This is a guest contribution from Isabella Peters.
This session focussed on in how far altmetrics are capable of indicating economic and social impact. Anup Kumar Das (Jawaharlal Nehru University, India) talked about “Altmetrics and the changing societal needs of research communications at R&D centres in an emerging country: A case study of India”. He presented in what ways the best research university in India supports their researchers in building up altmetrics skills. Interestingly, until 2010 India has not used any citations or altmetrics for research evaluation and funding decisions. Also, there are no general strategies and no awareness for appropriate means for science communication in India. Still, universities do not work with communications officers and alike. Here Anup sees a chance for documentation officers, research officers, and information scientists to be engaged in taking that role. Right now Anup and colleagues train researchers how to set up social media accounts to promote their research and they also use listservs and Facebook and Google groups to disseminate the outcomes of the university. In order to guide readers to the content a blog (Ccp-jnu.blogspot.in), Twitter account (@indiasts), and audio archives (mixcloud.com/cssp_jnu) are in their repertoire as well. They often rely on papers and other research output stored in one of India’s 66 open access repositories (e.g., shodhganga.inflibnet.ac.in). Granting access to content via open access repositories and combining them with altmetrics information is the only way to overcome the lack of references to India’s scientific articles, thinks Anup.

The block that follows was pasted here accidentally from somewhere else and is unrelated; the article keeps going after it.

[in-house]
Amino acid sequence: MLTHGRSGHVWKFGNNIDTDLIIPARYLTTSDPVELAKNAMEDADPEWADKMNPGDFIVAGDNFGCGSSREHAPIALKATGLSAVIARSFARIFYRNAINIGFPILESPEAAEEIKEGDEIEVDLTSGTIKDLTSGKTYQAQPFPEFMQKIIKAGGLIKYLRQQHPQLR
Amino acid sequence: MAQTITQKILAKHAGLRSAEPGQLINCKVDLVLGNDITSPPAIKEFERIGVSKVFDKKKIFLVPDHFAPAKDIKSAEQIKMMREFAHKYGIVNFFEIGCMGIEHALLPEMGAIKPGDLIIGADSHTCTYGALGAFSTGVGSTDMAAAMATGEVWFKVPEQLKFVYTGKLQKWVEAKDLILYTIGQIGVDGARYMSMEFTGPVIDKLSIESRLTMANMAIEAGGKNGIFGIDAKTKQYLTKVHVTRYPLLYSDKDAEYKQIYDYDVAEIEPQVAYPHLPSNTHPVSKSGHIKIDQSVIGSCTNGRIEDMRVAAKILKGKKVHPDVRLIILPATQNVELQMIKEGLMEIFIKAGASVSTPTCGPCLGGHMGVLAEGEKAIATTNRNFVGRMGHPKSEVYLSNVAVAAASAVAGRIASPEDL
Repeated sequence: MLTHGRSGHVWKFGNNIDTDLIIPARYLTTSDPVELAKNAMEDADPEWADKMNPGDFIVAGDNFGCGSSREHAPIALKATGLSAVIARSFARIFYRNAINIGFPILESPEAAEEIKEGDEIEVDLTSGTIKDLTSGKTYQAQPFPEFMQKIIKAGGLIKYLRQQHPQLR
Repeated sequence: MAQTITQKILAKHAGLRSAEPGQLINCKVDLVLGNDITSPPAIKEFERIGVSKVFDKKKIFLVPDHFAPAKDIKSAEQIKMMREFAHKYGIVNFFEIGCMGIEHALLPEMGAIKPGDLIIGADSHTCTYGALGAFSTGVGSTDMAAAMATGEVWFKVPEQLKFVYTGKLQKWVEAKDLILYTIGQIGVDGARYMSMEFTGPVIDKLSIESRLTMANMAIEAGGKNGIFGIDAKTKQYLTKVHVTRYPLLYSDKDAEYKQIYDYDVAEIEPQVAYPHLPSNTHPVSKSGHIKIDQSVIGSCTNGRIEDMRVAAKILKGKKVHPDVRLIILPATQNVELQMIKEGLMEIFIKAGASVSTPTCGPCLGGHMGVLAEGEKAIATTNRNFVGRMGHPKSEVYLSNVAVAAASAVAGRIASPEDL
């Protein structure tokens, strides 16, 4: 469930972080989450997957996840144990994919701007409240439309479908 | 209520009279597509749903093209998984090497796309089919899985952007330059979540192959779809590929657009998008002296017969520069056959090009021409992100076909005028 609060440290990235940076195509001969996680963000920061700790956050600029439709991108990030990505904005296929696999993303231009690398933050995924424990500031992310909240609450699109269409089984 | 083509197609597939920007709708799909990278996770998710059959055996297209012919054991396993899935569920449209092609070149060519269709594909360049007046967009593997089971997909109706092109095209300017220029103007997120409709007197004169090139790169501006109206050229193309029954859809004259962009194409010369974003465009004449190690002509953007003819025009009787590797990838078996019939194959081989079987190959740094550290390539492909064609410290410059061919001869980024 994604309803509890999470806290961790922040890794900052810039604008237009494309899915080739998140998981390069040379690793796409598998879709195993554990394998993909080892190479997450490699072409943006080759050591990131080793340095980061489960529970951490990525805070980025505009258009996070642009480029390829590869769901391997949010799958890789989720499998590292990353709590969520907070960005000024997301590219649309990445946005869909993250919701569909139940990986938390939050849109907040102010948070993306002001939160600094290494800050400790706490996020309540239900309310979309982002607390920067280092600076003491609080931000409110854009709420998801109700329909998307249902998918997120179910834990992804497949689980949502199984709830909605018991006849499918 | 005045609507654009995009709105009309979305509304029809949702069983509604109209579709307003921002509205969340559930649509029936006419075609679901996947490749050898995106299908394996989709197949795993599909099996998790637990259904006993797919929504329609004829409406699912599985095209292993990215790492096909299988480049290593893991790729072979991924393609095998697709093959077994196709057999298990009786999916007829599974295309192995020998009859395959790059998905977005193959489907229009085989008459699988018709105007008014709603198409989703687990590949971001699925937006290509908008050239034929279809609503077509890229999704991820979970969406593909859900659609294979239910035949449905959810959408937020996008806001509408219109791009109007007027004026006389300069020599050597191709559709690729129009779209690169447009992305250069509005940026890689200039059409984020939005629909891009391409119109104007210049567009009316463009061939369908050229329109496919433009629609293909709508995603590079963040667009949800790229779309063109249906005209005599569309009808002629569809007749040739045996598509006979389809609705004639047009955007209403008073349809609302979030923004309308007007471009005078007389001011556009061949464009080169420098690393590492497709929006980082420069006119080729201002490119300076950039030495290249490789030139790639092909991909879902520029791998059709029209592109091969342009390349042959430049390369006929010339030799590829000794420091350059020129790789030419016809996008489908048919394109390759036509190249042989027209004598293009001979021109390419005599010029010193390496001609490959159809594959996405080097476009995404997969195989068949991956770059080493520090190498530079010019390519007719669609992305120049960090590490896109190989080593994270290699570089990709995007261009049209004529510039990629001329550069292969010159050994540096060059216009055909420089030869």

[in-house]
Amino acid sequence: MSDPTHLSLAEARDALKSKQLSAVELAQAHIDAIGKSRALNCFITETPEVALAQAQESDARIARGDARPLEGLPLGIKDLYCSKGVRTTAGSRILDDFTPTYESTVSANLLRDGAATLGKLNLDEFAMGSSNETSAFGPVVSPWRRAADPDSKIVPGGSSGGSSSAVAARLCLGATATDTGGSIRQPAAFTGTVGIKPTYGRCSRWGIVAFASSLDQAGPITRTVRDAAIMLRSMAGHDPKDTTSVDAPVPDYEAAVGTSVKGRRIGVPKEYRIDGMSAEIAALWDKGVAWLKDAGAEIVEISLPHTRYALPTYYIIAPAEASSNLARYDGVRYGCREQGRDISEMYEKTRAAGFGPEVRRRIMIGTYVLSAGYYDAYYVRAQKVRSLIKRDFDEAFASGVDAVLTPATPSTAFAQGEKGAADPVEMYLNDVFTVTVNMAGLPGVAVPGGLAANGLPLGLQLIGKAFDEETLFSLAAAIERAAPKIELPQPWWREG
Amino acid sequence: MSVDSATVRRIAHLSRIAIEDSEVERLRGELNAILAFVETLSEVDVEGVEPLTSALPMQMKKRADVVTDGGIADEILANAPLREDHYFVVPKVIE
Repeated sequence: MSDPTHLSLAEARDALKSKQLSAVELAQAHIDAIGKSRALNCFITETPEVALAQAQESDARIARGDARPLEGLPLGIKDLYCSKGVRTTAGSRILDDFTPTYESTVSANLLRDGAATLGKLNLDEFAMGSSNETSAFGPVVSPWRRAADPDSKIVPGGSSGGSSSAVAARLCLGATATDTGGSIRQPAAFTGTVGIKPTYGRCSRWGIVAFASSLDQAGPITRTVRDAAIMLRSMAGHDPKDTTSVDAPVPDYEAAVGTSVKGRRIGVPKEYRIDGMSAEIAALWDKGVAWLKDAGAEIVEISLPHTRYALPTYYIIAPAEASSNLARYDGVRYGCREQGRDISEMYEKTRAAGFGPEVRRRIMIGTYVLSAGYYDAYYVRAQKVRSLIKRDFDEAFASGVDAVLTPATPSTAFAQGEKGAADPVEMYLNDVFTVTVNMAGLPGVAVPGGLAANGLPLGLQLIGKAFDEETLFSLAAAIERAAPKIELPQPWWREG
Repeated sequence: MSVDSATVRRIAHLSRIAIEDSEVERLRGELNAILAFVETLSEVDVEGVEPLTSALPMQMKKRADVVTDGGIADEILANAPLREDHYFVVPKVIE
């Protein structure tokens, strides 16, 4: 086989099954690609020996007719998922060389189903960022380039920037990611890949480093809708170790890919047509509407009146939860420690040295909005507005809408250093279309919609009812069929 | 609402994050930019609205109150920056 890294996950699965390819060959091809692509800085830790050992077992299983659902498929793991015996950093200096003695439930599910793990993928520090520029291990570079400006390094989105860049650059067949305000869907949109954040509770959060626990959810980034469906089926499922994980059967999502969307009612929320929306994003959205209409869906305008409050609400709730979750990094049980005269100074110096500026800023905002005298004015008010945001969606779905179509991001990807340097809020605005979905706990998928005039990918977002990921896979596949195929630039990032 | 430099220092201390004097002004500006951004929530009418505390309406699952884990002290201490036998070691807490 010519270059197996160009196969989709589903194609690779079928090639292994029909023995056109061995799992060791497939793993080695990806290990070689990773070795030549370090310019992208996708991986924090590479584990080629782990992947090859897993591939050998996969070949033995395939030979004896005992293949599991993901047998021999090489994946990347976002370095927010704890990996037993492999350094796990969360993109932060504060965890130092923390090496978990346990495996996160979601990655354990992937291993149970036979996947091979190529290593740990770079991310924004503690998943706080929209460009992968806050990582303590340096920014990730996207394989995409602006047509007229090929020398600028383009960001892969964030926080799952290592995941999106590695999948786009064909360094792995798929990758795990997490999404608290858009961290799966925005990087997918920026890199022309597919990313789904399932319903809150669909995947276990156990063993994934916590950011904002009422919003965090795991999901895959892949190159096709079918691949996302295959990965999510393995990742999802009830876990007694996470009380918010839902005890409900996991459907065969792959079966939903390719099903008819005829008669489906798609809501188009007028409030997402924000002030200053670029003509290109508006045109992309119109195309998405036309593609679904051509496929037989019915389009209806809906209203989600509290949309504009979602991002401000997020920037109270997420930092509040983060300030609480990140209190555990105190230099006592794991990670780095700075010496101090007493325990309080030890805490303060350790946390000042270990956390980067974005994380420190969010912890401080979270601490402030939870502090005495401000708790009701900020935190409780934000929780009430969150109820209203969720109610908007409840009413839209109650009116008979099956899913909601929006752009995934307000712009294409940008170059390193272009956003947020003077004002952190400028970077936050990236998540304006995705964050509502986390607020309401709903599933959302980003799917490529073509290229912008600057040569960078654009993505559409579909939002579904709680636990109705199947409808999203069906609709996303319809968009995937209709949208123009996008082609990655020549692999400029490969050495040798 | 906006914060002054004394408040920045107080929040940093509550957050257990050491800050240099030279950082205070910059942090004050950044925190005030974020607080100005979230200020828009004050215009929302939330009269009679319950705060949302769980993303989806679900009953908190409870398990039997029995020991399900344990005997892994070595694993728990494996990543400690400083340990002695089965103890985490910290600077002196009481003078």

Similar approaches have recently been started in Singapore. Theng Yin Leng (Nanyang Technological University, Singapore) introduced the project “Altmetrics: Rethinking and Exploring new ways of measuring research outputs” (SRIE Award No. NRF2014–‐NRF–‐SRIE001–‐019) in which she and colleagues plan to develop a dashboard helping researchers and institutions monitoring the impact scientific publications have on the (social) web. Training the researchers to effectively and responsibly communicate scholarly results to interested peer groups is also part of the project as well as research on algorithms to derive metrics from social media.
Next, Lauren Ashby (SAGE) and Mathias Astell (Nature Publishing Group) shed light on “The empty chair at the altmetrics table” and discussed the absence of educational impact metrics and a framework for their creation. They made the case for journals, books, and other types of research output and their educational impact on people, for example in teaching and learning in the field of nursing. What they have found is that there are certain types of publications that are used by a variety of audiences whereas there are others which address very specific needs of a small group of people. Journals, for example, are similarly often used by practitioners, students, teachers, and researchers whereas textbooks are of greater value to practitioners. However, scientists often do not get credit for publishing textbooks, no dedicated metrics are at hand, and, thus, incentives for developing these publications are low. Lauren and Mathias proposed to use counts from syllabi and reading lists as well as publisher usage statistics and university or public library holdings to overcome this lack of indicators. This would also raise global awareness of usage of scholarly outputs in education.